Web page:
Shortly after IBM unveiled its own blockchain strategy, the little-known Axoni emerged onto the scene, rather discreetly taking a leadership role in the construction and testing of a blockchain-based credit default swaps service with the DTCC, and test members the Bank of America, Merrill Lynch, Citi, Credit Suisse and JPMorgan.
If this first large-scale implementation of a distributed ledger proves successful, there’s plenty of room to expand. The entire global credit derivatives market in 2016 was $544tn, according to the Bank for International Settlements, much of which is processed by the DTCC.
For an idea of the scale of this operation, the TIW covers all major global derivatives dealers and 2,500 buy-side firms in 70 countries, according to DTCC data.
The DTCC project will also move forward under the advisement of blockchain consortium R3CEV, which first emerged in July 2015 to help coordinate global banks looking to capitalize on blockchain and distributed ledger efficiencies.
But the goal is to eventually "retire" the existing TIW technology, according to Childs.
"Goodbye, blockchain tourism and hello blockchain systems that are large-scale. That turning point has happened."
The Depository Trust & Clearing Corporation (DTCC) has selected a series of firms to help integrate distributed ledger technology into its first large-scale, real-world application.
Since then the consortium has grown to include 77 of the largest banks in the world, and through the development of its Corda protocol, overcome a series of obstacles to become one of the most recognizable names in blockchain.
Just a few months later, in February 2016, IBM unveiled its own blockchain strategy to help a wide range of businesses across industries capitalize on potential efficiencies provided by using a common, shared ledger.
But in the DTCC’s current Trade Information Warehouse, regulators might not get reports at all. Disclosure is voluntary, according to Childs.
In addition to providing streamlined processing by supporting self-executing code, or smart contracts, it is widely heralded as a bastion of transparency.
In conversation with CoinDesk, IBM research vice president of blockchain solutions Ramesh Gopinath described the partnership:
Rutter told CoinDesk:
Now, IBM is the primary contract holder for the DTCC implementation, with "backing contracts" held between Axoni and IBM, and R3 and IBM, Gopinath said.
Current market participants, including Barclays, Citi, Credit Suisse, Deutsche Bank, JP Morgan, UBS and Wells Fargo, helped develop the technology by providing workflow guidance. Infrastructure providers IHS Markit and Intercontinental Exchange also participated.
DTCC image via Michael del Castillo; light rays image via Shutterstock
"It enables a distributed network to be built on this where, ultimately, participants could have nodes in-house," said Schvey.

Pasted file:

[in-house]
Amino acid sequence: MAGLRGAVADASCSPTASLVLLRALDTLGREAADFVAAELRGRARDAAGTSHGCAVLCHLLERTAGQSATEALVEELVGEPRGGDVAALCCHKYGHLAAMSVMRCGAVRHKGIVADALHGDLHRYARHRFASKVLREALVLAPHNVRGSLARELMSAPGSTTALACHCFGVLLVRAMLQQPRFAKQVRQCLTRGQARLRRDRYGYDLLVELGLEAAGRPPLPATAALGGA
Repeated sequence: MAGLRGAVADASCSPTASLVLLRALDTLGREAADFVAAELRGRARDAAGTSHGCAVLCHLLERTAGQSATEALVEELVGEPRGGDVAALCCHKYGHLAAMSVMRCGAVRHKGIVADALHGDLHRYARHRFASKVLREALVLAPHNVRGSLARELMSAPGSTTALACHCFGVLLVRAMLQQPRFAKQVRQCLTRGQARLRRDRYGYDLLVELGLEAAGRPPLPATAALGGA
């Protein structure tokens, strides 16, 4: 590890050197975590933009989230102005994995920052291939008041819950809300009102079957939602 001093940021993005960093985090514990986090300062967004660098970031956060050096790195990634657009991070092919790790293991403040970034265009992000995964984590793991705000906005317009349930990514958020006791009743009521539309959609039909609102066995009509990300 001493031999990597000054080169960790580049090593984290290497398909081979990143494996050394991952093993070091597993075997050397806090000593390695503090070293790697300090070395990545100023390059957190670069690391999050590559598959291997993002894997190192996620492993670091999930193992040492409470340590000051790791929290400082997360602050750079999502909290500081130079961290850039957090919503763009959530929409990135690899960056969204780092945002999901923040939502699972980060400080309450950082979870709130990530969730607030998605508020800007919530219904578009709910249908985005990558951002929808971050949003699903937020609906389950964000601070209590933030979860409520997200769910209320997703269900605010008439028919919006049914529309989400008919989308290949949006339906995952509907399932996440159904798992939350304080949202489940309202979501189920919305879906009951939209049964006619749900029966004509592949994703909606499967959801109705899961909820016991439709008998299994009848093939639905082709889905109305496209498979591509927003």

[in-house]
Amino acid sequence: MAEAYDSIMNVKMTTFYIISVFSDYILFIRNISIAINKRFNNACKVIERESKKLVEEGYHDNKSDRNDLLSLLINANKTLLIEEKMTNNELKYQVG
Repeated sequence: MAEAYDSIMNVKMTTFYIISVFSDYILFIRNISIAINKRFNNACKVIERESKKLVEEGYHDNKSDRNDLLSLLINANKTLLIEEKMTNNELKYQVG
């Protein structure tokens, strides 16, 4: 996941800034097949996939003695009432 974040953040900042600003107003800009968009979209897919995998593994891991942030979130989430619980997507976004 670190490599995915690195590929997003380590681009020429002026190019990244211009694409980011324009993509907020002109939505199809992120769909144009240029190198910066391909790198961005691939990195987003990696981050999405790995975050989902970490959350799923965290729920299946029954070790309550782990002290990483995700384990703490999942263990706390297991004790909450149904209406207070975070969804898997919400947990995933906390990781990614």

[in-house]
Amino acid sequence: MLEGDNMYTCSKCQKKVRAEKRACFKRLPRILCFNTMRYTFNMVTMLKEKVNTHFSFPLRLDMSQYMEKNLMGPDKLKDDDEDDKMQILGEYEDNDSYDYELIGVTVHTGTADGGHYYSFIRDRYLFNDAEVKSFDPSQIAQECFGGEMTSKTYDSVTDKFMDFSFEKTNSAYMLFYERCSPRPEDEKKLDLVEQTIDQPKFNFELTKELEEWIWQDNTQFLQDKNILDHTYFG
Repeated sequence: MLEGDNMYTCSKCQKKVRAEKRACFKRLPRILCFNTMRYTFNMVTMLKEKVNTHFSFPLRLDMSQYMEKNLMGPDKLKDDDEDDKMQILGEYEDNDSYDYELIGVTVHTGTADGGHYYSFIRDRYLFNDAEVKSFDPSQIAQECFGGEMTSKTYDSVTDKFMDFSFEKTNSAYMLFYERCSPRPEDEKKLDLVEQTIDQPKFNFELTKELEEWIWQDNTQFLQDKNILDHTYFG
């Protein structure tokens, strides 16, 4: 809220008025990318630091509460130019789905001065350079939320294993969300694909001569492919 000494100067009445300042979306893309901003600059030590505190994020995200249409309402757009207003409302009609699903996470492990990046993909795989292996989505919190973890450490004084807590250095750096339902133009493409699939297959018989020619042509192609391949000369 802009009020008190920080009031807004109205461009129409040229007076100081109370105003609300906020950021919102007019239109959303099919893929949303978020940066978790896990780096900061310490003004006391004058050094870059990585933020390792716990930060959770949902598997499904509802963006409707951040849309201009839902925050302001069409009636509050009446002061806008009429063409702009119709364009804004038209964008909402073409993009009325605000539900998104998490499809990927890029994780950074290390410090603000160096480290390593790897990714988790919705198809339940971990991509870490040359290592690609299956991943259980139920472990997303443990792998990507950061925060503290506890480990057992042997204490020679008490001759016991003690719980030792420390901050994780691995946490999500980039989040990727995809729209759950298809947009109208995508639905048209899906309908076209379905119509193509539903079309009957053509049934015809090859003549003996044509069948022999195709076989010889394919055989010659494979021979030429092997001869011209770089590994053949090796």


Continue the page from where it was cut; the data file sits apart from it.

"It’s a combination of really helping validate that the architecture is sound, but also making sure that the feedback from this big R3 global network is heard."
Jiang Zhuoer: BTC.Top Will Support the Camp Favored by a Majority of Hash Power in the Bitcoin Cash Hash War
Jiang Zhuo’er and his BTC.TOP , a major Chinese mining pool, will not take side in the upcoming Bitcoin Cash’s hash war between two competing camps, Bitcoin ABC and Bitcoin SV. Zhuo’er shared h
F2Pool Will Support the Mining of BCHABC and BCHSV after Bitcoin Cash Hard Fork
F2Pool, the sixth largest bitcoin mining pool in the world, announced on Tuesday that it will allow miners to mine both coins generated from the upcoming Bitcoin Cash hard fork after the chain split
IBM Says Blockchain Can Power 'Open Scientific Research' in New Patent Filing
A patent application published Thursday claims the process of conducting scientific research can benefit from the blockchain.
Led by a team at IBM's Watson Research Center, the patent application p
CFTC Fines Bitcoin Trader $1.1 Million for Crypto Fraud
The U.S. Commodity Futures Trading Commission (CFTC) has jailed a bitcoin trader and fined him over $1 million for running a fraudulent bitcoin and litecoin scheme.
According to a press release iss
Japanese Firms Claim Success in Marine Insurance Blockchain Trial
One of Japan's largest insurance companies, Tokio Marine & Nichido Fire Insurance, and IT firm NTT DATA have completed a trial that put the paperwork for marine cargo insurance claims on a blockchain.
Accenture Puts Software License Management on a Blockchain Platform
Global professional services giant Accenture has rolled out a new software license management application built with tech from distributed ledger startup Digital Asset.
Accenture announced in a pre
Singapore's Central Bank, SGX Develop Blockchain Settlement System
The Monetary Authority of Singapore (MAS) and the country's stock exchange, Singapore Exchange (SGX), have developed a settlement system for tokenized assets that can work across different blockchains
Colorado Regulators Crack Down on Four More ICOs
Colorado regulators took action against four ICOs Thursday, bringing the state's total number of cease-and-desist orders against crypto startups to 12.
The state's "ICO Task Force" rebuked Bitcoin